As the reader can tell, the issue is far more complex than the farcical “stay or leave” choice framed up on TIME’s shameful propaganda cover art. The U.S.’s massive troop presence and the escalating instability is strengthening the hand of the political forces that want to roll back women’s political equality, so the longer we stay, the worse off women will be as they attempt to navigate the eventual political settlement of the conflict. Yet, U.S. inattention to (or outright malignant influence on) the factors shaping the field for that political struggle are affirmatively hurting the struggle for women’s political equality. We will leave the combat field, and we have to do it soon, and while we leave, we have to do our best to help shape a political field supportive of the Afghan women’s struggle to liberate themselves.

Pulling this off will require a deft hand, and it’s not clear whether the Kabul government or our own government, given the atrophied nature of the State Department, is up to the task. Given the vested interests who have a stake in the existence of the Amnesty Law, repealing it will be enormously difficult in Afghanistan’s political arena (and no one should let the U.S. off the hook for helping to shape this political environment through support for known warlords and war criminals). But what is clear is that using the rights of women as a justification for extending our massive U.S. troop presence in Afghanistan is a recipe for failure on this issue and for the betrayal and heartbreak of those who care about the fate of Afghan women.

Shorter version: TIME Magazine’ cover art is rank propaganda, and the current U.S. policy is failing women, badly.

President Obama managed to show just how nimble and how disingenuous an administration can be in his response to the WikiLeaks fiasco:

Obama, speaking from the Rose Garden after a meeting with congressional leaders to discuss funding for the war and other issues, deplored the leak, saying he was concerned the information from the battleground “could potentially jeopardise individuals or operations”.

The chairman of the joint chiefs of staff, Admiral Mike Mullen, said he was appalled by the leaks, telling reporters “there is a real potential threat there to put American lives at risk.”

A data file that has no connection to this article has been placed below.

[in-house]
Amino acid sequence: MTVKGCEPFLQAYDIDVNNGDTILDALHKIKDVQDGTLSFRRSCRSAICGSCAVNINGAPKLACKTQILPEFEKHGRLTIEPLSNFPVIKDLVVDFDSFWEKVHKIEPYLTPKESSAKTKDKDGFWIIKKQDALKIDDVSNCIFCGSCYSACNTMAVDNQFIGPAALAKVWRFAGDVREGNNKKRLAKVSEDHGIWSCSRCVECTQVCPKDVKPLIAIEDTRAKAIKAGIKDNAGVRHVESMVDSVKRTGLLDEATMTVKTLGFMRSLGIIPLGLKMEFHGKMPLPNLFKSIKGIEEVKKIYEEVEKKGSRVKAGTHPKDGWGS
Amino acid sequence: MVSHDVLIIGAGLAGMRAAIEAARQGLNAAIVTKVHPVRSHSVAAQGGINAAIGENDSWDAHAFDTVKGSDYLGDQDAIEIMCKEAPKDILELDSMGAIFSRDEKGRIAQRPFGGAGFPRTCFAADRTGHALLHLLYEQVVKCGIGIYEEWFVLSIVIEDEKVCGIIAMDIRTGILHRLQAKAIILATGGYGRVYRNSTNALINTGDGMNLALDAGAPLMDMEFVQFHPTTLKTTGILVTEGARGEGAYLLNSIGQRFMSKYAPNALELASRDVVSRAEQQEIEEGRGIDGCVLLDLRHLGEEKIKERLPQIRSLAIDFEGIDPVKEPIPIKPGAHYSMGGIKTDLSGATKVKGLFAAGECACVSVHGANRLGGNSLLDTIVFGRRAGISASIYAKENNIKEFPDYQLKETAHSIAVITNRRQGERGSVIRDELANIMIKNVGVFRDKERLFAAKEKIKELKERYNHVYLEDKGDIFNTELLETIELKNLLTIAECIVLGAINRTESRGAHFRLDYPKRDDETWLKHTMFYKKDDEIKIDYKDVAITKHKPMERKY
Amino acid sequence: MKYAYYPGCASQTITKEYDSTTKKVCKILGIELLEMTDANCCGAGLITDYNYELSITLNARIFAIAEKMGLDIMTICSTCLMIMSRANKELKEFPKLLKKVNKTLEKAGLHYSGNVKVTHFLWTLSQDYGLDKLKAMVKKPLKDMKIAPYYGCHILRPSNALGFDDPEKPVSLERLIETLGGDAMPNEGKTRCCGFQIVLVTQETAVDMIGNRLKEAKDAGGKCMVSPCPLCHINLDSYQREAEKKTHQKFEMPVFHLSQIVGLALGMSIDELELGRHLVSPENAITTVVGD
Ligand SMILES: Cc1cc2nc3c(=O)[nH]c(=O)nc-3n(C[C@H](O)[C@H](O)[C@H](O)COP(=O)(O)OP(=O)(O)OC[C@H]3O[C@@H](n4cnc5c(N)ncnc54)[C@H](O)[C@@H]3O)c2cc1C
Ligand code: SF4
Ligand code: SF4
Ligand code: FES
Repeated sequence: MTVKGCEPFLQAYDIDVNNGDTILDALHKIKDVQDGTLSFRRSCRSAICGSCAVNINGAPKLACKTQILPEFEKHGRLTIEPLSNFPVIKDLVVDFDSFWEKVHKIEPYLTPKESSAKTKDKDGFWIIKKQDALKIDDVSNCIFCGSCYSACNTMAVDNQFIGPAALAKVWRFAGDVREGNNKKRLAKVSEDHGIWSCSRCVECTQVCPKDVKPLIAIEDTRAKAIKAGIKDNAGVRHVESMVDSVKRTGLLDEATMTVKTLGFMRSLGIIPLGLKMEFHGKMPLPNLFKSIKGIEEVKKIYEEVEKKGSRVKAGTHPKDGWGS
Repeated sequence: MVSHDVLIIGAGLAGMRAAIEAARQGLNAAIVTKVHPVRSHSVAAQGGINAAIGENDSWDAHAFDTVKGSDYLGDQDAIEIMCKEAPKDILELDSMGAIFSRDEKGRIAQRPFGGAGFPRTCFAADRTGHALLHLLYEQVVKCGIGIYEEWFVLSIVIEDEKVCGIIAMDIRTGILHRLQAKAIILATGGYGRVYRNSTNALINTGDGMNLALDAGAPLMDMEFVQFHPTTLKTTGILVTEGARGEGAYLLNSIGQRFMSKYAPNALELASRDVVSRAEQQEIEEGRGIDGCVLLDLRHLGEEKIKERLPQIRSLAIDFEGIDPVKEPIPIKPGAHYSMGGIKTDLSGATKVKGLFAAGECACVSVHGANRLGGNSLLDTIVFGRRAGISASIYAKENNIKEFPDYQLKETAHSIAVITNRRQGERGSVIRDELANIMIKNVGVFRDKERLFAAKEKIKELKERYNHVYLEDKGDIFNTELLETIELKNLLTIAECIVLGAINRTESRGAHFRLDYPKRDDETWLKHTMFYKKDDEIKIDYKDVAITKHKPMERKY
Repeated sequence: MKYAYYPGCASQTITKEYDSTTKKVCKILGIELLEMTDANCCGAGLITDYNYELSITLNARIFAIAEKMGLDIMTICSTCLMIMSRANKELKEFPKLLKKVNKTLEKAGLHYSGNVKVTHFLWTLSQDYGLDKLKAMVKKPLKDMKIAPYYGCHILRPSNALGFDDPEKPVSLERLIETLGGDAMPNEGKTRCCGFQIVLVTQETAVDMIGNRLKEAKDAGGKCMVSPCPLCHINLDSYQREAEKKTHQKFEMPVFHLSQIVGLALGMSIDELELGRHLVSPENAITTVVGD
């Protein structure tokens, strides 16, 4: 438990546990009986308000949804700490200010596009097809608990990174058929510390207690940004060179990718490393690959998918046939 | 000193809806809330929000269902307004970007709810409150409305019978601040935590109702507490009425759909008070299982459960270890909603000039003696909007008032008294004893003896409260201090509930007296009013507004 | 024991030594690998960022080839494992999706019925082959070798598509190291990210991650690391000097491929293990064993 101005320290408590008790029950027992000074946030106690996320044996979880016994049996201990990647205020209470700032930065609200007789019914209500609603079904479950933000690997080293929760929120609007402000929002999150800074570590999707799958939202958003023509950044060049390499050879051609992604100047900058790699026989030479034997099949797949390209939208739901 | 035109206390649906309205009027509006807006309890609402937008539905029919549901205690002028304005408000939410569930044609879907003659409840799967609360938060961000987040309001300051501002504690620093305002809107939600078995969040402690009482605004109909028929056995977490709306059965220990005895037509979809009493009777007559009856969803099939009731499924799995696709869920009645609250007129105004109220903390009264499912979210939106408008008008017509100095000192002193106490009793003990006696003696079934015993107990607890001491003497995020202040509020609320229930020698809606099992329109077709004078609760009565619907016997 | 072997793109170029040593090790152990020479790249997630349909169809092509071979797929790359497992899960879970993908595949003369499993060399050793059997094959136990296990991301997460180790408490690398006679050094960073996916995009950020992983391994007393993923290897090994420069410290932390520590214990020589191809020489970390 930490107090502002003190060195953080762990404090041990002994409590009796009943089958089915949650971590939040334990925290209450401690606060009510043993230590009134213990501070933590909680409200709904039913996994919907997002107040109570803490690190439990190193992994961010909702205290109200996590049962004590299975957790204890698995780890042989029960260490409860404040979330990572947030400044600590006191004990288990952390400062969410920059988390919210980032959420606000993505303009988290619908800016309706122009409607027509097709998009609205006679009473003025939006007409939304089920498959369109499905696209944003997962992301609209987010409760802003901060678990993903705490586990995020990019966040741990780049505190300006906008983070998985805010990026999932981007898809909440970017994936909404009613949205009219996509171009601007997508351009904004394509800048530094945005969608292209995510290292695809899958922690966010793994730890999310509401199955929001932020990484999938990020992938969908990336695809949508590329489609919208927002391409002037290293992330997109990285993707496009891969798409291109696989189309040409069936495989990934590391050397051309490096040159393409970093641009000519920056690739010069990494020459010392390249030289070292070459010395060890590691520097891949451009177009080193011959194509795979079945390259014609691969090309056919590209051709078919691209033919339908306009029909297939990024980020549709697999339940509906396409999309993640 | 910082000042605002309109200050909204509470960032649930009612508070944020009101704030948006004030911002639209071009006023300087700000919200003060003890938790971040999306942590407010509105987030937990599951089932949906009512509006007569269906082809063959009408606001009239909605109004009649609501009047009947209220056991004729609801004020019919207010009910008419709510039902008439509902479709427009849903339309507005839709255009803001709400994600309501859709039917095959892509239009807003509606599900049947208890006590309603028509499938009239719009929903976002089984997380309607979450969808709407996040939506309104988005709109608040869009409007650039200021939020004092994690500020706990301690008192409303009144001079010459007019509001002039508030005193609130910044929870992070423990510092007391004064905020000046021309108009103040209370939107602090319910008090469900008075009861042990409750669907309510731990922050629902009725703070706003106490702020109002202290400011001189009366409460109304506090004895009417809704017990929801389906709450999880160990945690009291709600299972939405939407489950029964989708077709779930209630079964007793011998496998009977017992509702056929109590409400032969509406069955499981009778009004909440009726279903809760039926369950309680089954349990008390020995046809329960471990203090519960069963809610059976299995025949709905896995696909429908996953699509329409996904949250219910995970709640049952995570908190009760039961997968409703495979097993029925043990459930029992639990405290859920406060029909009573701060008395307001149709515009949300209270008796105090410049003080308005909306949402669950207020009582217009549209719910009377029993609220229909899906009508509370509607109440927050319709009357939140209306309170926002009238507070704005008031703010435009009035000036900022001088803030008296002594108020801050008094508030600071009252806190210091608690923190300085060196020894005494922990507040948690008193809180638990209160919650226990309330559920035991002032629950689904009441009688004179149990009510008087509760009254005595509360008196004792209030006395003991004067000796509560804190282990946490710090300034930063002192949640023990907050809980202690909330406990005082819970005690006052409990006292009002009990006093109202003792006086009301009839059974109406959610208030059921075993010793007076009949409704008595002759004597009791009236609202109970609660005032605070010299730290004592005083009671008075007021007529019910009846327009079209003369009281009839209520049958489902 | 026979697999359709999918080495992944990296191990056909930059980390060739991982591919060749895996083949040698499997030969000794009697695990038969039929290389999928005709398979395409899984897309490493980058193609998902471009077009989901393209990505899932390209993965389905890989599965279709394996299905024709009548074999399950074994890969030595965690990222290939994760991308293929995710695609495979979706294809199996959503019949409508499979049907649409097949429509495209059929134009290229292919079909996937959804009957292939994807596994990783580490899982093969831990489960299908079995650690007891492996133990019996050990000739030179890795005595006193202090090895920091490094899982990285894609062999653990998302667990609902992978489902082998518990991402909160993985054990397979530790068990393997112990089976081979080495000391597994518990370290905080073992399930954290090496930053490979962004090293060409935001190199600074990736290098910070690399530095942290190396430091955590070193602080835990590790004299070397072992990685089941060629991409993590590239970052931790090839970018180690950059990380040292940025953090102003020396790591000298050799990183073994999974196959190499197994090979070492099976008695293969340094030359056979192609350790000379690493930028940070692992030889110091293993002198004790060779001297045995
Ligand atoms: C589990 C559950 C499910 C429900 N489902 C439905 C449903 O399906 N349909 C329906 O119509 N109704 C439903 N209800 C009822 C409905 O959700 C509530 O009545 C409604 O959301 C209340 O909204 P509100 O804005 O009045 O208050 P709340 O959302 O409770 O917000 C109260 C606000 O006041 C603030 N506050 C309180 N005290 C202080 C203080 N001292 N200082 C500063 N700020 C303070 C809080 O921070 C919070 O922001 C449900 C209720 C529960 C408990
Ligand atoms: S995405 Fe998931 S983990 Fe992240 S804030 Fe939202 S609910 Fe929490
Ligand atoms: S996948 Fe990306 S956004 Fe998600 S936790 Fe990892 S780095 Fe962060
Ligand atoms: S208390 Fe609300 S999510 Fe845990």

Now, it may or may not be true that this leak put people in Afghanistan at risk, but I find that to be a very interesting point for this president to be making, considering that the policy and execution of his policy absolutely jeopardizes individuals in Afghanistan and around the world. After all, if you put Julian Assange and President Obama together in a room, only one person in that room is ordering heavily armed people into a hostile war zone filled with civilians. And only one of them is executing a policy that increases the likelihood of a suicide bombing campaign directed at the United States and its citizens and that kills thousands of civilians each year.

This is a tried-and-true warmonger move: according to this canard, it’s those that oppose the war policy or that take action to show the conflict between societal values and actual policies that endanger everyone, not the brutal, costly policy. I would say I was a bit shocked, but this is the same president that stood up during his Nobel Peace Prize lecture and opined about the necessity of war when he feels it’s justified. The President of the United States has tripled the number of troops in Afghanistan, thus putting them in harm’s way for a policy that doesn’t make us safer and that causes enormous hardship for those caught in the crossfire. Those who support this policy but are attacking WikiLeaks for releasing this data need to take a good, hard look in the mirror before they jump on Julian Assange for “endangering” anyone.

But he went on to say the material highlighted the challenges that led him to announce a change in strategy late last year that involved sending an additional 30,000 troops to Afghanistan. The policy is due to be reviewed in December.

“We failed for seven years to implement a strategy adequate to the challenge,” Obama said today, of the period starting with the 9/11 attacks. That is why we have increased our commitment there and developed a new strategy,” he said, adding he has also sent one of the finest generals in the US, General David Petraeus.

Insisting that the strategy “can work”, he ended with a plea to the House of Representatives to join the Senate in passing a bill to provide funds for the Afghan war as a matter of urgency.